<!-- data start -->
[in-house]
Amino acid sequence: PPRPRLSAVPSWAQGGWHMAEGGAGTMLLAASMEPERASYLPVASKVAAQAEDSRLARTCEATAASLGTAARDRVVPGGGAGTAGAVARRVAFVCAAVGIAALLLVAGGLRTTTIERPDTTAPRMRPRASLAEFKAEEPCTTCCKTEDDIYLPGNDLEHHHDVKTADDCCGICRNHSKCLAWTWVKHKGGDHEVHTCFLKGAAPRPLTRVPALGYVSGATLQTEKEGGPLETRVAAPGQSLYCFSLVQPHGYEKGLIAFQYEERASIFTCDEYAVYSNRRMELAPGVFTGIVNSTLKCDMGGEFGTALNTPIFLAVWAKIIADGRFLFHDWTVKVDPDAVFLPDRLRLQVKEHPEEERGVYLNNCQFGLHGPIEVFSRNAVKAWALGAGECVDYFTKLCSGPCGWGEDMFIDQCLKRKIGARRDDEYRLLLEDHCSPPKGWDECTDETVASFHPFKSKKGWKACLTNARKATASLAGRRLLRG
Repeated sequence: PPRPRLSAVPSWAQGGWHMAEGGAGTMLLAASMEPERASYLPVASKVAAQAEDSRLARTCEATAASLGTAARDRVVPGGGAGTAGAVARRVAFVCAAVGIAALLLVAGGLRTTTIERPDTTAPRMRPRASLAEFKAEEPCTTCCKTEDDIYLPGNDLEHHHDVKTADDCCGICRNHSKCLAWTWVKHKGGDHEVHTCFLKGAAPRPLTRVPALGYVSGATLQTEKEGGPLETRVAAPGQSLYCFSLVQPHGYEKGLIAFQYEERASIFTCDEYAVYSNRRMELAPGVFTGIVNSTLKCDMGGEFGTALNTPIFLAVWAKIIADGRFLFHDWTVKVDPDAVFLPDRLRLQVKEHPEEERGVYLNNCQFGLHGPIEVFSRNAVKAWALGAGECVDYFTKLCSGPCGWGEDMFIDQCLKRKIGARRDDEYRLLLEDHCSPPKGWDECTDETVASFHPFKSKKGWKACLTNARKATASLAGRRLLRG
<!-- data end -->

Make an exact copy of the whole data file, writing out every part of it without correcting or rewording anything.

[in-house]
Amino acid sequence: PPRPRLSAVPSWAQGGWHMAEGGAGTMLLAASMEPERASYLPVASKVAAQAEDSRLARTCEATAASLGTAARDRVVPGGGAGTAGAVARRVAFVCAAVGIAALLLVAGGLRTTTIERPDTTAPRMRPRASLAEFKAEEPCTTCCKTEDDIYLPGNDLEHHHDVKTADDCCGICRNHSKCLAWTWVKHKGGDHEVHTCFLKGAAPRPLTRVPALGYVSGATLQTEKEGGPLETRVAAPGQSLYCFSLVQPHGYEKGLIAFQYEERASIFTCDEYAVYSNRRMELAPGVFTGIVNSTLKCDMGGEFGTALNTPIFLAVWAKIIADGRFLFHDWTVKVDPDAVFLPDRLRLQVKEHPEEERGVYLNNCQFGLHGPIEVFSRNAVKAWALGAGECVDYFTKLCSGPCGWGEDMFIDQCLKRKIGARRDDEYRLLLEDHCSPPKGWDECTDETVASFHPFKSKKGWKACLTNARKATASLAGRRLLRG
Repeated sequence: PPRPRLSAVPSWAQGGWHMAEGGAGTMLLAASMEPERASYLPVASKVAAQAEDSRLARTCEATAASLGTAARDRVVPGGGAGTAGAVARRVAFVCAAVGIAALLLVAGGLRTTTIERPDTTAPRMRPRASLAEFKAEEPCTTCCKTEDDIYLPGNDLEHHHDVKTADDCCGICRNHSKCLAWTWVKHKGGDHEVHTCFLKGAAPRPLTRVPALGYVSGATLQTEKEGGPLETRVAAPGQSLYCFSLVQPHGYEKGLIAFQYEERASIFTCDEYAVYSNRRMELAPGVFTGIVNSTLKCDMGGEFGTALNTPIFLAVWAKIIADGRFLFHDWTVKVDPDAVFLPDRLRLQVKEHPEEERGVYLNNCQFGLHGPIEVFSRNAVKAWALGAGECVDYFTKLCSGPCGWGEDMFIDQCLKRKIGARRDDEYRLLLEDHCSPPKGWDECTDETVASFHPFKSKKGWKACLTNARKATASLAGRRLLRG